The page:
Research on dog heartworm vectors in Florida

DVM/PhD candidate Nick Ledesma is conducting his research this summer in Florida.  Nick has an energetic and talented group of students from Cornell helping him out.   Dr. Phil Kaufman at UF is collaborating on the project as well as Dr. Rui-De Xue at Anastasia Mosquito Control District.  We wish Nick luck with the project!!

Chris and Mark learn mosquito identification in Dr. Kaufman’s lab at UF

Nick demonstrates the Cornell vegetation aspirator.

Happy New Year!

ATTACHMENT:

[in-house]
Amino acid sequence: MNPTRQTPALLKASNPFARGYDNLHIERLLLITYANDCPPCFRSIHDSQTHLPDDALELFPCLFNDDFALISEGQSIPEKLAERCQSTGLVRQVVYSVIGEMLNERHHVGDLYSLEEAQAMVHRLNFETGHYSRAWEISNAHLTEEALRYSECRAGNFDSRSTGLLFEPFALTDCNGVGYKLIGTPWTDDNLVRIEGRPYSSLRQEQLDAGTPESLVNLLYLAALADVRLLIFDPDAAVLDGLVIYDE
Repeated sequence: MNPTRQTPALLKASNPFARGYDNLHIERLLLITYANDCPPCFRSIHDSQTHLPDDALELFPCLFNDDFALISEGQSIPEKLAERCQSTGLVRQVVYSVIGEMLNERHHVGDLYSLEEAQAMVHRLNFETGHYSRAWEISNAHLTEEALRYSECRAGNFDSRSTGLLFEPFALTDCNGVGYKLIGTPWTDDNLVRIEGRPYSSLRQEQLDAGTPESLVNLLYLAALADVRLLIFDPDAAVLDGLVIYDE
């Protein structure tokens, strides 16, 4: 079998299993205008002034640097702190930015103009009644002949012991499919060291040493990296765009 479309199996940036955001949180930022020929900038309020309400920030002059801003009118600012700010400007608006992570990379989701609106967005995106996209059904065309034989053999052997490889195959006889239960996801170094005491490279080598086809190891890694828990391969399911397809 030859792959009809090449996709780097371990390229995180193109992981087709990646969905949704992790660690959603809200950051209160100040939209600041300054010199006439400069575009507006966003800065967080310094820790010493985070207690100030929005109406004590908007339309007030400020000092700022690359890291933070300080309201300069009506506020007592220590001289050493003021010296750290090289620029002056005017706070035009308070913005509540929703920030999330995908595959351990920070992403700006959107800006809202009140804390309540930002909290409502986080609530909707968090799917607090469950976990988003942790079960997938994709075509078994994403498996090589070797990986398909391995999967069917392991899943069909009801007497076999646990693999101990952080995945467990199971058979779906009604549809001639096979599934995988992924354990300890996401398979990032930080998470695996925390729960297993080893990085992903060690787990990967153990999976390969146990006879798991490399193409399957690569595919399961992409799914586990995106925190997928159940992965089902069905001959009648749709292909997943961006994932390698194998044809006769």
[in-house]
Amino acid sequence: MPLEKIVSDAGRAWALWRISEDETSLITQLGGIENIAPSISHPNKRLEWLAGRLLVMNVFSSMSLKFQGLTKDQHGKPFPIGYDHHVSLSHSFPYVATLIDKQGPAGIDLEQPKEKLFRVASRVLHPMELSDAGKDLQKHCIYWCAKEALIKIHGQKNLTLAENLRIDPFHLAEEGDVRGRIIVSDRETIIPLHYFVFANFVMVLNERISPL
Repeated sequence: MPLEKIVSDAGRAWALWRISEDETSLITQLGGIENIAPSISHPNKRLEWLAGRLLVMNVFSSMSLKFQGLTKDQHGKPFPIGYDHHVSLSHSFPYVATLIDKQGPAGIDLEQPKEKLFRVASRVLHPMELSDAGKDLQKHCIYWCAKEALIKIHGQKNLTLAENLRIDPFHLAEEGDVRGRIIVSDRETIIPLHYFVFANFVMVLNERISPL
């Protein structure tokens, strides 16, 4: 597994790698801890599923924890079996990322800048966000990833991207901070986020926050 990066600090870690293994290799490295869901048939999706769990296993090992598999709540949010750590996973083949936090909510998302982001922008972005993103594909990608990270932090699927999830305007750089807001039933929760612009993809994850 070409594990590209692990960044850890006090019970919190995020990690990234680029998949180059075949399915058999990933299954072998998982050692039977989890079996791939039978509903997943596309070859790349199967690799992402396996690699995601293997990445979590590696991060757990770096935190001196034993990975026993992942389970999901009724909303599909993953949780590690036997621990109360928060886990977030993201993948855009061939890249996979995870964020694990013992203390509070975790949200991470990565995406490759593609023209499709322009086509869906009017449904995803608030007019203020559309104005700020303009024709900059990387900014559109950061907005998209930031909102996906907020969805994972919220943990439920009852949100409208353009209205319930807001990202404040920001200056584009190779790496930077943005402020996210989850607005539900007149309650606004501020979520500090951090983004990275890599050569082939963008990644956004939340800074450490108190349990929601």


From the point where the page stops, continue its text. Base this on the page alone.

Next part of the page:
Research in the Harrington lab focuses on mosquito vector ecology, biology, and behavior. Our goal is to understand basic (and often overlooked) aspects of mosquito biology in order to identify new targets for controlling mosquitoes and reducing transmission of vector-borne diseases. We examine long-standing questions in the field of vector biology from broad and, sometimes unconventional, angles. Research in the Harrington lab focuses on the most dangerous mosquito vectors impacting human health today; those that transmit dengue, yellow fever and West Nile viruses and those that transmit malaria parasites. We use a combined approach to studying disease vectors that includes biochemical and proteomics tools as well as conducting classical field studies. This approach allows us to validate laboratory findings in epidemiologically-relevant field settings leading to more meaningful research outcomes. For more information and to connect with former lab members, check us out on Facebook!